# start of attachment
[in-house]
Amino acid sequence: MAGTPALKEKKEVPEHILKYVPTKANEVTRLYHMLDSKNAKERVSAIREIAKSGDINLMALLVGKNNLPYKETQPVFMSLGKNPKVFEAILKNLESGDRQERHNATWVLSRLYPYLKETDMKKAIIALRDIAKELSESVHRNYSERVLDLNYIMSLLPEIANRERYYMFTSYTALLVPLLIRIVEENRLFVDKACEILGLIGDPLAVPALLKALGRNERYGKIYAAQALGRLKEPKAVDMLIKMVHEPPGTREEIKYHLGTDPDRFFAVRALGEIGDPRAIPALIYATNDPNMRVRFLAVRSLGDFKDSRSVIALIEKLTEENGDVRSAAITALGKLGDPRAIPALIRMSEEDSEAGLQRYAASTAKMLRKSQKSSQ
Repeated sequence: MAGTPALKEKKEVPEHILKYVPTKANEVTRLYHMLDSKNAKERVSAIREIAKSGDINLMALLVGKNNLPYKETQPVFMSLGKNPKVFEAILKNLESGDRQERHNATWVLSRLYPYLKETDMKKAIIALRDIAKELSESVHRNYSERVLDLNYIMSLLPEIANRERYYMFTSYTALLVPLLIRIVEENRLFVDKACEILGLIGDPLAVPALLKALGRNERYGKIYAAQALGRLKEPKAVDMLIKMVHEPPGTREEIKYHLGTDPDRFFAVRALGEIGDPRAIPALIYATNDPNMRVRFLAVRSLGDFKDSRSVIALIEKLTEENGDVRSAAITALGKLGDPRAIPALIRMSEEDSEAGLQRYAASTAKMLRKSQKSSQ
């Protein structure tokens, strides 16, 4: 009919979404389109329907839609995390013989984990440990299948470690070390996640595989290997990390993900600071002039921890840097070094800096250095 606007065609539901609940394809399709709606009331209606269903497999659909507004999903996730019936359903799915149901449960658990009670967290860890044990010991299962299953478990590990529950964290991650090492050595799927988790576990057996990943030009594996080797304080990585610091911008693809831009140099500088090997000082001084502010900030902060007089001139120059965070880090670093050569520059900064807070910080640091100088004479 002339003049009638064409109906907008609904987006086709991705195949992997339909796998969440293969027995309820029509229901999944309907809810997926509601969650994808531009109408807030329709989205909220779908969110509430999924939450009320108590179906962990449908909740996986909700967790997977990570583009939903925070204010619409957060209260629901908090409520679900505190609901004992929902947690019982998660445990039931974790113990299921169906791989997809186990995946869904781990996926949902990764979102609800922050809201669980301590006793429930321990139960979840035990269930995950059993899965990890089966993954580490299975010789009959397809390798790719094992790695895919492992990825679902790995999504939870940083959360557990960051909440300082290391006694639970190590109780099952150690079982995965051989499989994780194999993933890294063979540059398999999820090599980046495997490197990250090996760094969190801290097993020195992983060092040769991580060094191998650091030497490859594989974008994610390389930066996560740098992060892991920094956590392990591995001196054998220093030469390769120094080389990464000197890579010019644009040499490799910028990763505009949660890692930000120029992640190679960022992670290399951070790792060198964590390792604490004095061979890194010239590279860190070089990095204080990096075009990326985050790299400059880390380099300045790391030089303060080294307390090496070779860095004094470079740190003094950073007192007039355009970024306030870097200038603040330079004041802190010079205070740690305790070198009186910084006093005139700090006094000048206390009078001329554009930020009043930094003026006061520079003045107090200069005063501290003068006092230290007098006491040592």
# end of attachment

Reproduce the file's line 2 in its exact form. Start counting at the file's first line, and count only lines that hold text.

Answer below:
Amino acid sequence: MAGTPALKEKKEVPEHILKYVPTKANEVTRLYHMLDSKNAKERVSAIREIAKSGDINLMALLVGKNNLPYKETQPVFMSLGKNPKVFEAILKNLESGDRQERHNATWVLSRLYPYLKETDMKKAIIALRDIAKELSESVHRNYSERVLDLNYIMSLLPEIANRERYYMFTSYTALLVPLLIRIVEENRLFVDKACEILGLIGDPLAVPALLKALGRNERYGKIYAAQALGRLKEPKAVDMLIKMVHEPPGTREEIKYHLGTDPDRFFAVRALGEIGDPRAIPALIYATNDPNMRVRFLAVRSLGDFKDSRSVIALIEKLTEENGDVRSAAITALGKLGDPRAIPALIRMSEEDSEAGLQRYAASTAKMLRKSQKSSQ